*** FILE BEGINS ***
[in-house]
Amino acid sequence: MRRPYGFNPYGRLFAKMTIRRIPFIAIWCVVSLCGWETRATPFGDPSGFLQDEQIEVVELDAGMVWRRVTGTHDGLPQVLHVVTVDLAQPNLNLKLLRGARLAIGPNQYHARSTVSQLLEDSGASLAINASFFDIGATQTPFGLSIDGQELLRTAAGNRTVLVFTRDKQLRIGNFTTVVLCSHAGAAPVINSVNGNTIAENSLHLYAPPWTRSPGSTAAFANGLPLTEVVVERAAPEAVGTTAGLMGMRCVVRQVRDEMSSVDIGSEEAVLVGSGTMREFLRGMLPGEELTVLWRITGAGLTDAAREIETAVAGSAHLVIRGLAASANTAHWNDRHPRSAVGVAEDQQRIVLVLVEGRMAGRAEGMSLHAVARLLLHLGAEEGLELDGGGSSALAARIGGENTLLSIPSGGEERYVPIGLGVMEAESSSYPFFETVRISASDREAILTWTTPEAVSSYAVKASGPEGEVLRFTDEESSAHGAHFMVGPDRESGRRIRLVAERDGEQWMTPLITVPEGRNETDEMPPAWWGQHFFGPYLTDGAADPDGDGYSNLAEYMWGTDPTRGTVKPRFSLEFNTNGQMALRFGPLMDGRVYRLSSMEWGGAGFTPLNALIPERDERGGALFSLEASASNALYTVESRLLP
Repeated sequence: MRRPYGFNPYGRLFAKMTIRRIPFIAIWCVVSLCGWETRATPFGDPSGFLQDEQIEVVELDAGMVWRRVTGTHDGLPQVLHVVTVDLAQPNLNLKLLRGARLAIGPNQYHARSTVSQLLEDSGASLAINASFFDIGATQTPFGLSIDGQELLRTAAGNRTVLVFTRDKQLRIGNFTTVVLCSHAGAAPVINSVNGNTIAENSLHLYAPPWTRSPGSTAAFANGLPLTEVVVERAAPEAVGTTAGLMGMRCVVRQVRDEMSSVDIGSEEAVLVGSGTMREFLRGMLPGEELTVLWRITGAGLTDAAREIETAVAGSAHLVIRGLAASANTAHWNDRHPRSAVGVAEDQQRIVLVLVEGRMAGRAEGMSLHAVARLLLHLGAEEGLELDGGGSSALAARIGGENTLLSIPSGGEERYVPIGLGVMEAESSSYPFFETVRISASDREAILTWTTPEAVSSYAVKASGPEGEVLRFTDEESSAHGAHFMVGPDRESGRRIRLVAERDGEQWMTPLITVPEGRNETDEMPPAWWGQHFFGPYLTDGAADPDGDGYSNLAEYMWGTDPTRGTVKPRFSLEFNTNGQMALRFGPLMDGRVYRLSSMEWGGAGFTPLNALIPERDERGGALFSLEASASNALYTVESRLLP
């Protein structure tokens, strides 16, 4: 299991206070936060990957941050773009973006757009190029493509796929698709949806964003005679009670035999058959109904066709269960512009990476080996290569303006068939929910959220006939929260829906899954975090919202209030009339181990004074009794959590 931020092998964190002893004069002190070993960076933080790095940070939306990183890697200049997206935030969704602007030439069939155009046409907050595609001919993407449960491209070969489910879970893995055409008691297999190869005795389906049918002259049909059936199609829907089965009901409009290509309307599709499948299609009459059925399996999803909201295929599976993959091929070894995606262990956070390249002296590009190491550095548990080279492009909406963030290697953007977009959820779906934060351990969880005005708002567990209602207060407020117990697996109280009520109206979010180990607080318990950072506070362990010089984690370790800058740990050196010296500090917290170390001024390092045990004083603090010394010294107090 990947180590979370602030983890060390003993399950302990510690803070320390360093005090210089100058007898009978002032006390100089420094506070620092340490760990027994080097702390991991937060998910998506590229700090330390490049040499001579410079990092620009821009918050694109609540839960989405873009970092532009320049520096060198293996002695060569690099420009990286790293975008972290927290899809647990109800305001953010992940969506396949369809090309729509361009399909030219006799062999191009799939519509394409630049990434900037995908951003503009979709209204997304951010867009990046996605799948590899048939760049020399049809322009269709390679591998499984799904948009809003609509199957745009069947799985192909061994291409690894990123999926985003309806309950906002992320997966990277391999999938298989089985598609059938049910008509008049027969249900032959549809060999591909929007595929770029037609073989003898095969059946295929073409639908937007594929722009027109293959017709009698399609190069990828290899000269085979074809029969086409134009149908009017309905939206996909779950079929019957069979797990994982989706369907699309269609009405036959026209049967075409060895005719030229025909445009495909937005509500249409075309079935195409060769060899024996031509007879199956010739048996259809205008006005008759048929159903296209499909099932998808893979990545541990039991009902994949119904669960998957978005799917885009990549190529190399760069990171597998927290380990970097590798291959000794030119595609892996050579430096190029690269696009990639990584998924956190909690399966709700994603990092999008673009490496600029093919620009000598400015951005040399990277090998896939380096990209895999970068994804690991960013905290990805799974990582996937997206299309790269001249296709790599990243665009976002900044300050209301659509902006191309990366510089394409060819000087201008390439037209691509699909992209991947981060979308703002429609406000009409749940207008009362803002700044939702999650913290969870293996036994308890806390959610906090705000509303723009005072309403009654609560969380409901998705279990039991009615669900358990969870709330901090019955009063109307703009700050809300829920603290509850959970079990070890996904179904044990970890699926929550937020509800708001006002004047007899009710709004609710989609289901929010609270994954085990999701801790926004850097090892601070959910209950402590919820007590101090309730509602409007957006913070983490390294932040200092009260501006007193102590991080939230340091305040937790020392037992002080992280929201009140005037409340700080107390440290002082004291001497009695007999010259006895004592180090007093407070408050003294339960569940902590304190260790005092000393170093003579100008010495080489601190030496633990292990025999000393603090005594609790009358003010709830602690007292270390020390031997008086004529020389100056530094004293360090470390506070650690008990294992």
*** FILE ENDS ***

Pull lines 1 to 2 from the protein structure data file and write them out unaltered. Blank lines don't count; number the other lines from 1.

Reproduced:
[in-house]
Amino acid sequence: MRRPYGFNPYGRLFAKMTIRRIPFIAIWCVVSLCGWETRATPFGDPSGFLQDEQIEVVELDAGMVWRRVTGTHDGLPQVLHVVTVDLAQPNLNLKLLRGARLAIGPNQYHARSTVSQLLEDSGASLAINASFFDIGATQTPFGLSIDGQELLRTAAGNRTVLVFTRDKQLRIGNFTTVVLCSHAGAAPVINSVNGNTIAENSLHLYAPPWTRSPGSTAAFANGLPLTEVVVERAAPEAVGTTAGLMGMRCVVRQVRDEMSSVDIGSEEAVLVGSGTMREFLRGMLPGEELTVLWRITGAGLTDAAREIETAVAGSAHLVIRGLAASANTAHWNDRHPRSAVGVAEDQQRIVLVLVEGRMAGRAEGMSLHAVARLLLHLGAEEGLELDGGGSSALAARIGGENTLLSIPSGGEERYVPIGLGVMEAESSSYPFFETVRISASDREAILTWTTPEAVSSYAVKASGPEGEVLRFTDEESSAHGAHFMVGPDRESGRRIRLVAERDGEQWMTPLITVPEGRNETDEMPPAWWGQHFFGPYLTDGAADPDGDGYSNLAEYMWGTDPTRGTVKPRFSLEFNTNGQMALRFGPLMDGRVYRLSSMEWGGAGFTPLNALIPERDERGGALFSLEASASNALYTVESRLLP